Media Media houses in Kenya, like many of their counterparts around the world, make money from SMS-based interactive events. [Photo/ Freelancing Hacks]houses in Kenya, like many of their counterparts around the world, make money from SMS-based interactive events.
Media houses in Kenya, like many of their counterparts around the world, make money from SMS-based interactive events. [Photo/ Freelancing Hacks]

The influx of game and trivia shows, polls, contests and other SMS-based events on leading Kenyan TV and radio stations tells an interesting story of how gaming has become an important source of income for many media houses, even as some question the ethics of such operations – comparing it to gambling and accusing stations of using their wide reach to mint profits from unsuspecting audiences.

Media houses in Kenya have strategies for raising money and building engagement through questions or polls of some kind during programs. Unknown to many, TV and radio stations often have clear revenue splits that involving mobile operators, specialized premium SMS service providers and the stations themselves.

Seemingly, Kenyan media latched onto the explosion of the betting and gambling industry in Kenya – which was marked by a meteoric rise in sports betting. A 2017 report from GeoPoll revealed that Kenya had the highest number of youth who had participated in gambling or betting in the past at 76%.

The big 4 of Kenyan mainstream media – Royal Media Services (RMS), Nation Media Group (NMG), Standard Group Plc and Radio Africa Group (RAG) – all make money via SMS-based gaming programming on their radio and TV stations. Being the most easily accessible media platform in Kenya with the widest national reach, radio is the most heavily targeted when it comes to making money off gaming, polls and trivia shows.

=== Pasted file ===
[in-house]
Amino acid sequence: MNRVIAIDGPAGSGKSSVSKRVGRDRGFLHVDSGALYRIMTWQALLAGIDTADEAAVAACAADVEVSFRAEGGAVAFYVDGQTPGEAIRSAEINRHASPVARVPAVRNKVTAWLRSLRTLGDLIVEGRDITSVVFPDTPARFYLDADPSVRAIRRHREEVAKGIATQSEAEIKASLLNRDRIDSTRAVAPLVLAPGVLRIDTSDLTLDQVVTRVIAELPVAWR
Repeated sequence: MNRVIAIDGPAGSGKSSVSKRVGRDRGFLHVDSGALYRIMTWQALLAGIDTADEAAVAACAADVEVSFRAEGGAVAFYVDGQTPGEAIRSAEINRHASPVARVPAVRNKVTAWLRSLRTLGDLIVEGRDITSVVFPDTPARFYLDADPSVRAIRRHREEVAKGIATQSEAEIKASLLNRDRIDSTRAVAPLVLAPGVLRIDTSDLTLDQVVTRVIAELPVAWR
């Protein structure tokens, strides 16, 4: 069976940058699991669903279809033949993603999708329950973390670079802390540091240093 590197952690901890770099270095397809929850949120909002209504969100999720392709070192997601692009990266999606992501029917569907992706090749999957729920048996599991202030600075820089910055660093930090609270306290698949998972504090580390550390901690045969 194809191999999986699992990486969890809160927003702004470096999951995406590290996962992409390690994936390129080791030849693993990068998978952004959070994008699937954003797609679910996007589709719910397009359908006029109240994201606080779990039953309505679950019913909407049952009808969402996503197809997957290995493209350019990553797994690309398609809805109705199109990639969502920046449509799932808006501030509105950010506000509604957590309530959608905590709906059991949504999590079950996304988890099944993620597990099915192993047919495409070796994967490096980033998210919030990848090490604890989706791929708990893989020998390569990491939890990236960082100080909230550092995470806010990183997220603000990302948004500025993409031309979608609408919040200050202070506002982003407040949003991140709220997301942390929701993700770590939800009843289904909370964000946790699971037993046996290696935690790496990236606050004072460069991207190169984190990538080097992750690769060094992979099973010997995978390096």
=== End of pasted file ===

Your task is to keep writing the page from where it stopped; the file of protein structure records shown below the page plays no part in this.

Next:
The promise of quick cash by answering some of the easiest questions on radio has led many Kenyans of all ages to try their luck, with each SMS sent in response often costing customers as much as Ksh10.

RMS unlocked new territory in the industry when it launched its fully-fledged gaming division Shabiki, running games and offering jackpots among other cash prizes to lucky winners.

TV stations are also getting in on the act. Over the past 6 months, KTN and NTV have both introduced prime-time gaming shows with big name hosts. KTN has The Big Quiz Show, a trivia program with SMS responses and cash prizes for winners, hosted by Betty Kyallo and Eric Omondi.

NTV‘s lottery show titled Omoka Rahisi (Get Rich Easy), on the other hand, literally leads with the promise of fast and easy money, and is hosted by Kiss FM morning show duo Jalang’o and Kamene Goro.

With mainstream media houses’ advertising revenues dwindling on changing media consumption habits and worsened by the Covid-19 pandemic, it comes as no surprise that they are looking to make the most of emerging revenue streams.

And in a country where many have already become dyed-in-the-wool gamblers who would take a second look at any get-rich-quick opportunity, it makes even more sense. As others question ethics, the media bosses are looking at every possible way to save tanking stock prices and deliver value to shareholders, all while keeping audiences engaged and growing interactions.

NMG reported a 95% decline in net profit for the full year ended December 31, 2020 from Ksh856 million to Ksh48 million – citing reduced newspaper circulation and loss of advertising revenue due to the Covid-19 pandemic among other factors.

Standard Group, on the other hand, posted a Ksh434 million pre-tax loss over the same period with the reasons more or less the same.

 

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